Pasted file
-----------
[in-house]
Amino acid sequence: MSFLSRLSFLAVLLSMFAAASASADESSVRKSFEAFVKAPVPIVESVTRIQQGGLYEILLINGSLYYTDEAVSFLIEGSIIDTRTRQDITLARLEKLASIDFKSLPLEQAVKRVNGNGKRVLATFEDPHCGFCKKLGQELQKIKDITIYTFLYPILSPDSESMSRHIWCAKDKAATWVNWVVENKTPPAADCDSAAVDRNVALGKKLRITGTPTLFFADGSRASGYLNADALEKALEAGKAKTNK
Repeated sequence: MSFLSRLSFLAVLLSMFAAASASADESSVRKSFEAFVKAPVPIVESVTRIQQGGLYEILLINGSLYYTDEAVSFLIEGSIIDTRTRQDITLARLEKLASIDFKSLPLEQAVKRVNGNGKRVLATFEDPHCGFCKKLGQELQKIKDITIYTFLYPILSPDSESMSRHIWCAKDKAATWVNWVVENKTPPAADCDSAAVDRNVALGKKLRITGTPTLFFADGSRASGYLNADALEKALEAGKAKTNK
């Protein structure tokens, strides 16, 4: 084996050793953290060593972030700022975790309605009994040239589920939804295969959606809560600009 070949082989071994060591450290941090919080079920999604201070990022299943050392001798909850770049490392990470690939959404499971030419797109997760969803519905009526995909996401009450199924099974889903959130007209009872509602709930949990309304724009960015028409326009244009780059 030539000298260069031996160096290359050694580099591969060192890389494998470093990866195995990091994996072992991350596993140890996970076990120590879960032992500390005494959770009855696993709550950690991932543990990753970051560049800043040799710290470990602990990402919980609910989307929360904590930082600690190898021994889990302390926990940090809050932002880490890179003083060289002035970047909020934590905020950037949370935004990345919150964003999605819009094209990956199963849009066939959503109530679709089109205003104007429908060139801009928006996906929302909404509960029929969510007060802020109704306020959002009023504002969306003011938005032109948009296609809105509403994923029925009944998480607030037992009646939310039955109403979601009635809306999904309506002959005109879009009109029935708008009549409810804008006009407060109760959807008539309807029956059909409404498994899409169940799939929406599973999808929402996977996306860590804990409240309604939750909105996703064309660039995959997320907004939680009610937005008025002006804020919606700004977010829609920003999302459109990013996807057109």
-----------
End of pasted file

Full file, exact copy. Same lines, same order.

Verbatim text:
[in-house]
Amino acid sequence: MSFLSRLSFLAVLLSMFAAASASADESSVRKSFEAFVKAPVPIVESVTRIQQGGLYEILLINGSLYYTDEAVSFLIEGSIIDTRTRQDITLARLEKLASIDFKSLPLEQAVKRVNGNGKRVLATFEDPHCGFCKKLGQELQKIKDITIYTFLYPILSPDSESMSRHIWCAKDKAATWVNWVVENKTPPAADCDSAAVDRNVALGKKLRITGTPTLFFADGSRASGYLNADALEKALEAGKAKTNK
Repeated sequence: MSFLSRLSFLAVLLSMFAAASASADESSVRKSFEAFVKAPVPIVESVTRIQQGGLYEILLINGSLYYTDEAVSFLIEGSIIDTRTRQDITLARLEKLASIDFKSLPLEQAVKRVNGNGKRVLATFEDPHCGFCKKLGQELQKIKDITIYTFLYPILSPDSESMSRHIWCAKDKAATWVNWVVENKTPPAADCDSAAVDRNVALGKKLRITGTPTLFFADGSRASGYLNADALEKALEAGKAKTNK
């Protein structure tokens, strides 16, 4: 084996050793953290060593972030700022975790309605009994040239589920939804295969959606809560600009 070949082989071994060591450290941090919080079920999604201070990022299943050392001798909850770049490392990470690939959404499971030419797109997760969803519905009526995909996401009450199924099974889903959130007209009872509602709930949990309304724009960015028409326009244009780059 030539000298260069031996160096290359050694580099591969060192890389494998470093990866195995990091994996072992991350596993140890996970076990120590879960032992500390005494959770009855696993709550950690991932543990990753970051560049800043040799710290470990602990990402919980609910989307929360904590930082600690190898021994889990302390926990940090809050932002880490890179003083060289002035970047909020934590905020950037949370935004990345919150964003999605819009094209990956199963849009066939959503109530679709089109205003104007429908060139801009928006996906929302909404509960029929969510007060802020109704306020959002009023504002969306003011938005032109948009296609809105509403994923029925009944998480607030037992009646939310039955109403979601009635809306999904309506002959005109879009009109029935708008009549409810804008006009407060109760959807008539309807029956059909409404498994899409169940799939929406599973999808929402996977996306860590804990409240309604939750909105996703064309660039995959997320907004939680009610937005008025002006804020919606700004977010829609920003999302459109990013996807057109």